Fredericton is smaller than many other Canadian tech cities, but it’s had some huge successes lately, including homegrown firm Q1 Labs, bought for an undisclosed sum by IBM Corp. About 2,400 people work at approximately 180 ICT companies in Fredericton. It’s a relatively small ICT cluster made up of mostly smaller firms. Small doesn’t mean slow, though. Fredericton was the first Canadian city to offer free Wi-Fi to all businesses and residents starting in 2003 through its Fred e-Zone project. More recent signs of growth include an expansion of the Greater Fredericton Knowledge Park and the establishment of the National Research Council Institute for IT in the city.
Ten per cent of Calgary’s total workforce is employed in the ITC sector, the second highest concentration of ICT workers per capita among major North American cities. Over 2,400 companies employ about 55,000 people in the sector. Calgary’s rich resource-based history in the mining, oil and gas sectors has made geomatics a major tech niche in the city, employing about 20 per cent of Calgary’s overall ICT workforce. Digital media is coming into its own now, representing about a quarter of Calgary’s ICT companies today.
Moncton, New Brunswick
Many still think that Moncton is and old, sleepy railway town. But an initiative to provide free wireless Internet access throughout the downtown core and fibre connections to the home have changed that. After CN decided to pick up and leave town in the 1980s, the backbone of the economy was suddenly gone and the local government scrambled to replace that driver. By quickly investing in ICT infrastructure through the Vision 2010 plan, Moncton become a near-shoring destination where many Canadian customer contacts and back offices are located. More than one-third of the workforce have jobs created in the past 20 years.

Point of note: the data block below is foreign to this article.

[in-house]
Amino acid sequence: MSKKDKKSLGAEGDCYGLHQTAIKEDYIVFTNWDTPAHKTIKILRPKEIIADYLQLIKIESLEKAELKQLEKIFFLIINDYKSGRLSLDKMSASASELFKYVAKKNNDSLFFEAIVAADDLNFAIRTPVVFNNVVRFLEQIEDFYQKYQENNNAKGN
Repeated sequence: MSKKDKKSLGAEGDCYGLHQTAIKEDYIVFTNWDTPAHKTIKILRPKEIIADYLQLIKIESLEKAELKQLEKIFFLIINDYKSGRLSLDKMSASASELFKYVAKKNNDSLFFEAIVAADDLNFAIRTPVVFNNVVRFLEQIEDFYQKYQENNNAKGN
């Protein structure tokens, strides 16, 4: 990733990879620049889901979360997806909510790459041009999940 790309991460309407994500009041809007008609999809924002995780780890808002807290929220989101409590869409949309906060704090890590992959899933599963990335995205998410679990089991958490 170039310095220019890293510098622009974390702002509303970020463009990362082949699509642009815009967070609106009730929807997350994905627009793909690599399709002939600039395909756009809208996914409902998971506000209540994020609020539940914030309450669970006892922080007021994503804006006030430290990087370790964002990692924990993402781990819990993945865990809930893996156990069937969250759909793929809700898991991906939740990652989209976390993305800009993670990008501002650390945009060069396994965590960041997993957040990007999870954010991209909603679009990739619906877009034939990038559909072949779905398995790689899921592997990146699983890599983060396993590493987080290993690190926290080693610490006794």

Toronto’s IT sector has always been driven by its position as the home of many corporate headquarters and the epicenter of Canada’s financial services sector. Now the city’s ICT industry is buzzing with many Web, mobile, gaming and social media startups. The launch of the new Jolt accelerator at the MaRS Discovery District will only boost that activity further. One of the biggest IT staffing firms in the U.S. just ranked Toronto’s IT job market as the second hottest in North America, topping even San Francisco. But a recent Toronto Board of Trade study said more access to venture capital and better commercialization research are needed to keep the city among the top IT hubs in the world.
Almost 2 billion years ago, Sudbury was struck by a massive asteroid from space that left behind Earth’s second-largest, and oldest-known, impact crater. The resulting geological impact created rich stores of nickel in the region’s bedrock, leaving it destined to be mined by modern human civilization. But with the development of a fibre-optic infrastructure that includes more than 2,500 km of cable, Sudbury is much more than a mining town today. Its SmartSudbury project promoted the use of the Internet, created a virtual museum, a Geographic Information System, and issued building permits online. The creation of community portal mysudbury.ca put the icing on the cake.
Once the home of IT giants like Nortel Networks Corp., Corel Corp. and Cognos Corp., Ottawa is shifting away from its traditional reliance on telecom firms to give more support to digital media and mobile startups. A milestone in that transformation is the recent shutdown of the Ottawa Centre for Regional Innovation (pegged by some critics as too focused on events rather than entrepreneurship). It’s been replaced by Invest Ottawa, a new agency that’s working more closely with local government, setting measurable financing and startup targets, opening a tech accelerator, and concentrating on seven major growth areas: wireless, photonics, defence and security, cleantech, life Sciences, and film, digital media and TV production.